Industry Market Trends

Industry Getting Smart about Rare Earth Minerals

August 20, 2013

Chinese dominance of the rare earth minerals (REM) market is forcing manufacturers to seek alternatives to the substances. Of particular concern are rare earth magnets, which are used in the manufacture of products ranging from smartphones to electric motors.

Beginning in the 1970s, China lowered the price of REMs being mined in Mongolia to drive out competition from other suppliers. Today, the Chinese government commands 95 to 97 percent of the total global output of REMs.

When newer technologies that required these materials gained traction -- including solar and wind energy systems, hybrid and electric vehicles, high-efficiency lighting, military and aerospace technologies, and most recently, high-efficiency electric motors -- China was able to raise prices to astronomical levels. By 2011, prices for key REMs had risen by 700 percent.

The impact has been felt by many manufacturers, in particular those that make electric motors or incorporate them into their products.

"Electric motors utilize approximately 40 to 60 percent of all electricity produced worldwide every year -- a staggering amount," said Alex Chausovsky, manager of the Motors and Mechanical Powers Transmission Group of IHS, a provider of global market and economic information.

Electric motors for fans, pumps, and compressors account for about two-thirds of all motor applications, Chausovsky told IMT. They operate industrial machinery, run pumps in water power generation, and run fans in air conditioner compressors. By comparison, the second largest category of energy use is lighting, using about 20 percent of all global electricity.

"If you are able to increase the efficiency of these motors by even 5 percent, you stand to save tremendous amounts of energy," said Chausovsky. "As an alternative, there have been other technologies developed -- some new, some older -- to act as a replacement for these rare-earth-based magnets [used in motors]."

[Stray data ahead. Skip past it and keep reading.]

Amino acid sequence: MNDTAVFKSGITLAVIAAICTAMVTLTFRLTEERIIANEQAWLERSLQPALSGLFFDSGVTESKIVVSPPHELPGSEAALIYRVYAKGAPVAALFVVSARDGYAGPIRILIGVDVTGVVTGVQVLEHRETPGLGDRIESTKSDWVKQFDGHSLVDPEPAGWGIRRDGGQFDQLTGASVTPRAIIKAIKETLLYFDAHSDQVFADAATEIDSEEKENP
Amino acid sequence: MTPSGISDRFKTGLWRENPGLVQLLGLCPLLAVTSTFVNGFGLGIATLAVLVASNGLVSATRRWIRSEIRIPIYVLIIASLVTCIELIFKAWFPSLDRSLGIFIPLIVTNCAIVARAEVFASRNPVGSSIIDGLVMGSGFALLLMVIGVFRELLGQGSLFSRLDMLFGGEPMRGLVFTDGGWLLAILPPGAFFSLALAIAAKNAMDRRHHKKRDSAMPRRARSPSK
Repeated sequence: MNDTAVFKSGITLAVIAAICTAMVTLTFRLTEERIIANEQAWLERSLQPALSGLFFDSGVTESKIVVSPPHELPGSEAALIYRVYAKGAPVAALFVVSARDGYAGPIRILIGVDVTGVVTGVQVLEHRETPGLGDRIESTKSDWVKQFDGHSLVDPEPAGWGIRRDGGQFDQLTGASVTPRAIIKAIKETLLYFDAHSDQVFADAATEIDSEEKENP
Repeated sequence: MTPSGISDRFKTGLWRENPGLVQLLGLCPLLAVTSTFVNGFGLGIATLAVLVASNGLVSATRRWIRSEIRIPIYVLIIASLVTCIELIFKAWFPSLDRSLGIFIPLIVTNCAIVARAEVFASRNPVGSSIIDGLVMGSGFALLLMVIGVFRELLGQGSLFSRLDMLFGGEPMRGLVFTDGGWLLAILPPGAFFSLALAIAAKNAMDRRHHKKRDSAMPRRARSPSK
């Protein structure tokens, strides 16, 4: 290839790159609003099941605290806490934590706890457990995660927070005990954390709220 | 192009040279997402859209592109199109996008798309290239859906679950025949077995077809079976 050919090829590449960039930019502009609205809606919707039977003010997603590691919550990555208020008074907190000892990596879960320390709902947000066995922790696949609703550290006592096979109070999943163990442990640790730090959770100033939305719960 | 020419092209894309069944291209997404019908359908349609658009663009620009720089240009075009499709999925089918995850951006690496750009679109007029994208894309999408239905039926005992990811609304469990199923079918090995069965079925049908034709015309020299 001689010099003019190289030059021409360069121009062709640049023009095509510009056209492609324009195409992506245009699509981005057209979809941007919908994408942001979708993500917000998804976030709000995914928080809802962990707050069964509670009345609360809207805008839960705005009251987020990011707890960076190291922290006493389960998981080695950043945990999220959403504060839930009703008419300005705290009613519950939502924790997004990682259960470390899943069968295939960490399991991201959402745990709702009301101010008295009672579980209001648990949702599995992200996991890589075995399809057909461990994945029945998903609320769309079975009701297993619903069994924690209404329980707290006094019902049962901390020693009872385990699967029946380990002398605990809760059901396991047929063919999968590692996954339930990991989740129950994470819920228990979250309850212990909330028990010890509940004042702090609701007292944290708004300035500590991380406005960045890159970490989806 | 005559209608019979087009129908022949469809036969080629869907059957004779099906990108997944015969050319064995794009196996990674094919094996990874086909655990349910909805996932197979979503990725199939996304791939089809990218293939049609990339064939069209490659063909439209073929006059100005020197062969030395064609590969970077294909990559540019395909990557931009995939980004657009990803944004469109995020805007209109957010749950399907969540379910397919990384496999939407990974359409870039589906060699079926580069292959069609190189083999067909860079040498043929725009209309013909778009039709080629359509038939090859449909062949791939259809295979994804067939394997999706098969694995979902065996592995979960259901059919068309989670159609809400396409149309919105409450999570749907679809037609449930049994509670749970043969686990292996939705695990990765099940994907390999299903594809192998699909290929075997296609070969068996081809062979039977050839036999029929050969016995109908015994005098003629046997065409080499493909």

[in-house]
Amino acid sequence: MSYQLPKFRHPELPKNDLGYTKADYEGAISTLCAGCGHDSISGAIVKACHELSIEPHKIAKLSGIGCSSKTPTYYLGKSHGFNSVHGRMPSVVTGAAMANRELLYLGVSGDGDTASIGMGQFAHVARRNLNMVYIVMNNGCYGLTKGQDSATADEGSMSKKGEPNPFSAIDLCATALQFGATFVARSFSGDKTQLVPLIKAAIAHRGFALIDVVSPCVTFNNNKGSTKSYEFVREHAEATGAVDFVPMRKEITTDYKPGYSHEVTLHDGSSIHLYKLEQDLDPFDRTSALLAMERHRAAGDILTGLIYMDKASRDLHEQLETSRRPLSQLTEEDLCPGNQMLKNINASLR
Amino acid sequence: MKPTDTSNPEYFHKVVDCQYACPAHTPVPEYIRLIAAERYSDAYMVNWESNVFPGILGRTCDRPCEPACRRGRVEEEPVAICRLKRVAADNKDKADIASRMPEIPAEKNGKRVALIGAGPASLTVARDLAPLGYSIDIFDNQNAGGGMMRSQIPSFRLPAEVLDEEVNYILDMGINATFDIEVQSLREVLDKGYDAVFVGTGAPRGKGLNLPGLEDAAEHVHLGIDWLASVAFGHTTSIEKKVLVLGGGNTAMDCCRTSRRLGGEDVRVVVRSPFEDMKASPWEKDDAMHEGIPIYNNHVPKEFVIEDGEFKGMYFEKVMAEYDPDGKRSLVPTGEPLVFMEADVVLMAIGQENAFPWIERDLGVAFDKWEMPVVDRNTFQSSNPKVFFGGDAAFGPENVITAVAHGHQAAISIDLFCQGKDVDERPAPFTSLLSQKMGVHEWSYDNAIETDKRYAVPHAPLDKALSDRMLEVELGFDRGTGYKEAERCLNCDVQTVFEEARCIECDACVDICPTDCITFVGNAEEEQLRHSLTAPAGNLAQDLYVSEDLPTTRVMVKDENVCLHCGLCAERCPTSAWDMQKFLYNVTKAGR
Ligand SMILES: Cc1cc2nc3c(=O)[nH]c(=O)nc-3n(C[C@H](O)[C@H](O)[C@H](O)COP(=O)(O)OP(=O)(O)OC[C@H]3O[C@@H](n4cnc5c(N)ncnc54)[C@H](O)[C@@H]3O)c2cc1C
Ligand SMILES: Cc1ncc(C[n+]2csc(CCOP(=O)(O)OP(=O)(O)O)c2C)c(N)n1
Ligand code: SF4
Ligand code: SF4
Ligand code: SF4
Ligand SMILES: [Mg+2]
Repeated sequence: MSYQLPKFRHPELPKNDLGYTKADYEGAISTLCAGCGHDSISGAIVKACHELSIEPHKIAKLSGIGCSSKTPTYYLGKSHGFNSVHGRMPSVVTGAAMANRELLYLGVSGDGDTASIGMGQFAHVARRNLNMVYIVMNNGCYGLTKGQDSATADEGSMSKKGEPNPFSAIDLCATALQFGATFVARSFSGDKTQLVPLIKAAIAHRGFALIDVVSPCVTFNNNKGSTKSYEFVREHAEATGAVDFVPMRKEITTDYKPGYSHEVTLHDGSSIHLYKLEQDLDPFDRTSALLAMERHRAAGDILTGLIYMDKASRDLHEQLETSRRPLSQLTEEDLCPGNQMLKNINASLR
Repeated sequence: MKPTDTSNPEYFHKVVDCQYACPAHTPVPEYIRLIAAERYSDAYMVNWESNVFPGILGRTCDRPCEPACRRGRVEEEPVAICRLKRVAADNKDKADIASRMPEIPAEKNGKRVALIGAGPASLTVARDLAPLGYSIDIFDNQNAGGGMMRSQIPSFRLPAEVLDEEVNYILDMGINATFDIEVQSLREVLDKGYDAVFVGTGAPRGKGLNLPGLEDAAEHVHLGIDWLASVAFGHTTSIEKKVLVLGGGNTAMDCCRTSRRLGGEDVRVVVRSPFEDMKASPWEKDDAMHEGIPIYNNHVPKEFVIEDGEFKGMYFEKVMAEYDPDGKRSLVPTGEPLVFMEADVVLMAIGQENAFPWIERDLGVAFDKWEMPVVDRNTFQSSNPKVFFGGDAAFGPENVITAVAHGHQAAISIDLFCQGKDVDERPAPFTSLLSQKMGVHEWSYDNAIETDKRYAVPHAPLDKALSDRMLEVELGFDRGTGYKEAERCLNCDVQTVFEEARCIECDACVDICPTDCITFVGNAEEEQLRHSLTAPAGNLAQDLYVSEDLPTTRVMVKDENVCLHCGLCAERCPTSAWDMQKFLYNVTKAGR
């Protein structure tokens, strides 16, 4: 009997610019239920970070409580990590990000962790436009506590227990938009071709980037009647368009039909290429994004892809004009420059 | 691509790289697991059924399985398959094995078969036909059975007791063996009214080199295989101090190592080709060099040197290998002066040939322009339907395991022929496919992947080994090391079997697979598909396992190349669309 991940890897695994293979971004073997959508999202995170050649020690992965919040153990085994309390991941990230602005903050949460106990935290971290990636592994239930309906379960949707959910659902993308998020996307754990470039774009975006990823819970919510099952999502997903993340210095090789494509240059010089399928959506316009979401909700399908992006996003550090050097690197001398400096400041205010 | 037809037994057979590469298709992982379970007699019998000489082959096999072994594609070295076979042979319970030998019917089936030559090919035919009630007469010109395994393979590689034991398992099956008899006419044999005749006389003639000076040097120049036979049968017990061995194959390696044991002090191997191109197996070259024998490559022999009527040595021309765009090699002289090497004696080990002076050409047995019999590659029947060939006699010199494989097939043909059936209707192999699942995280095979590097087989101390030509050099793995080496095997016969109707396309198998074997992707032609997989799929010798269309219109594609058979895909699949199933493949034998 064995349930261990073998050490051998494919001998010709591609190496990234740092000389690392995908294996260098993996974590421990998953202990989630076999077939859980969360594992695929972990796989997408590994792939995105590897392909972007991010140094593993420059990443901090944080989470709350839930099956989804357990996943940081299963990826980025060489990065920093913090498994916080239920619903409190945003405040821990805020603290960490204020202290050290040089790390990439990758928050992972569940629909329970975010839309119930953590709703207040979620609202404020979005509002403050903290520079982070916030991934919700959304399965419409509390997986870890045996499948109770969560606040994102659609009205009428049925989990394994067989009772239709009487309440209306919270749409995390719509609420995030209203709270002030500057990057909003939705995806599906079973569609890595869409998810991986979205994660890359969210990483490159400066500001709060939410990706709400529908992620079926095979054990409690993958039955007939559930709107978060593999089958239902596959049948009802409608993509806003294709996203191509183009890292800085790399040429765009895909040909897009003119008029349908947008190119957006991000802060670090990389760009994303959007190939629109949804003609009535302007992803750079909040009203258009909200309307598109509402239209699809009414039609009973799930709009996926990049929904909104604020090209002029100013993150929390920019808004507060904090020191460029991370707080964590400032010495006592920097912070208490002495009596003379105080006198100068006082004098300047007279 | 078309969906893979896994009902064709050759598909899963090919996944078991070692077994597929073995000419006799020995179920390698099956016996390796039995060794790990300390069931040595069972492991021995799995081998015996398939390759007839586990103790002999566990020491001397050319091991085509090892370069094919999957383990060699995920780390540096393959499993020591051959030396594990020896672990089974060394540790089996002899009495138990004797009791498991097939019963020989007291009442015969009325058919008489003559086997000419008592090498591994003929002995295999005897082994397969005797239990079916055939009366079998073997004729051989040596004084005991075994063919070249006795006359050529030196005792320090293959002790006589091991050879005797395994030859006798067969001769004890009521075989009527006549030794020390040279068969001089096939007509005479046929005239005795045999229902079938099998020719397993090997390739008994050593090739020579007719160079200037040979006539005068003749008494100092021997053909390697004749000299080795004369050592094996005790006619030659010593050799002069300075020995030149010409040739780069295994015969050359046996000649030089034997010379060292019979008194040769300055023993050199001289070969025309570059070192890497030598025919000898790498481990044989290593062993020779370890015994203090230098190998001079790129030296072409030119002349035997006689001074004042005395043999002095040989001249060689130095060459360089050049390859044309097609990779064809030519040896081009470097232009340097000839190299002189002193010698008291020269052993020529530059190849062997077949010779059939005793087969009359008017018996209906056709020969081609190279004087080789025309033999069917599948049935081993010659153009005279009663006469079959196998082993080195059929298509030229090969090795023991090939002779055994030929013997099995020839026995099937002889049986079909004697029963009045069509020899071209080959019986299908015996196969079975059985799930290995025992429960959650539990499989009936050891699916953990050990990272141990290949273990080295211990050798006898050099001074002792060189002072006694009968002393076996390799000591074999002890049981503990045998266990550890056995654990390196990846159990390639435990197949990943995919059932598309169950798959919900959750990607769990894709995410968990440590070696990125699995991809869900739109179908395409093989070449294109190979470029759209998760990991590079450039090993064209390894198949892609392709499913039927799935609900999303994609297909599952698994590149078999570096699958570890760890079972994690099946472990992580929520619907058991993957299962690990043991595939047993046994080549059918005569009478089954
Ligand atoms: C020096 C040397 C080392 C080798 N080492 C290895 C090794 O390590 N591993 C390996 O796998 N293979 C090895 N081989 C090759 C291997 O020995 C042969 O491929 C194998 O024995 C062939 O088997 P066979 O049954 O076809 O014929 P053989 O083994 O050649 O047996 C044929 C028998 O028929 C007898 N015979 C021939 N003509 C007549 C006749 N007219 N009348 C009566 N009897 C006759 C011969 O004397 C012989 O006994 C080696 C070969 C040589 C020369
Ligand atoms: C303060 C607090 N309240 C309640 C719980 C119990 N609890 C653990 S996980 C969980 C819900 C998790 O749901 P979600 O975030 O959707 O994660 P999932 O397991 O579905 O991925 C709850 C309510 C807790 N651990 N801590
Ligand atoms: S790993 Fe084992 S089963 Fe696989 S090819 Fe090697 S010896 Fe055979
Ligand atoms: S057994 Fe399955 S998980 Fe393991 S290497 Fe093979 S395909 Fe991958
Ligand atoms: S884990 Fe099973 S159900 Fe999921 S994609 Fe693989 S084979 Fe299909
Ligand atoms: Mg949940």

Ferrite magnets, for example, which are much cheaper and more common, are typically used as a substitute for traditional neo-magnets that use neodymium-iron-boron (NdFeB).

"The automotive industry is one of the more focused industries trying to reduce reliance on rare earths," explained Jim Sims, vice president of corporate communications for Molycorp, a world leader in processing rare earth materials.

"Modern automobiles can have 50 or more motors -- motors for power steering, seat movement, transmission fluid, brakes, etc. Many of them have permanent magnet motors that are much more efficient and powerful than an induction motor," said Sims.

At the heart of the matter is dysprosium, an extremely rare and expensive mineral that allows these lightweight magnet motors to operate at high temperatures and performance.

Manufacturers are trying to address and minimize the supply chain risk of dysprosium on multiple fronts, said Sims. Getting more production out of the ground, as the U.S. and Australia are starting to do, is one key.

Of most importance are suppliers, engineers, and users who have jointly focused on ways to reduce and minimize the amount of dysprosium manufacturers have to use in high-performance magnets.

"If you can produce a magnet and a motor that allows you to use only 2 percent dysprosium instead of 8 percent dysprosium, that's a big deal," said Sims. "If you can find a magnet that uses 1 percent or zero dysprosium, that's a huge deal."

Molycorp research and development efforts are finding ways to reduce the amount dysprosium that goes into the powder that gets pressed into powerful high-end sintered neo-magnets. On the lower end, Molycorp is improving the performance capabilities of bonded neo-magnets that have zero dysprosium. "In some applications we are able to make bonded neo-magnets that come very close or can meet the specifications of sintered neo-magnets," said Sims.

While the primary characteristic of some REMs is magnetism, others like europium, terbium, and yttrium generally have light-emitting qualities. Sims cites two trends in reducing REMs in lighting. The first attempts to recycle and recover the phosphor powder in lightbulbs. The second is a shift to LED (light-emitting diode) lights that still use REMs but at a greatly reduced amount.

The petroleum industry is trying to reduce reliance on the rare earth lanthanum, used to make fluid catalytic cracking (FCC) units more efficient when refining gasoline. "But it is all about the price point," said Sims. Substitutes for lanthanum are not yet as efficient for FCCs and "companies have to balance price and supply risk with efficiency gain," he added.

A REM glass-polishing agent, cerium, is used in the manufacture of eyeglasses and is relatively abundant. But the price rose in response to Chinese supply restrictions, and consequently substitutes have been sought by eyeglass makers.

In some cases it is not possible to get the same performance achieved with REMs. Rare-earth properties emanate from the molecular level, and substitutions are typically not done by element but by engineering.  In most market sectors, the focus is on minimization or greater efficiency of rare-earth use.



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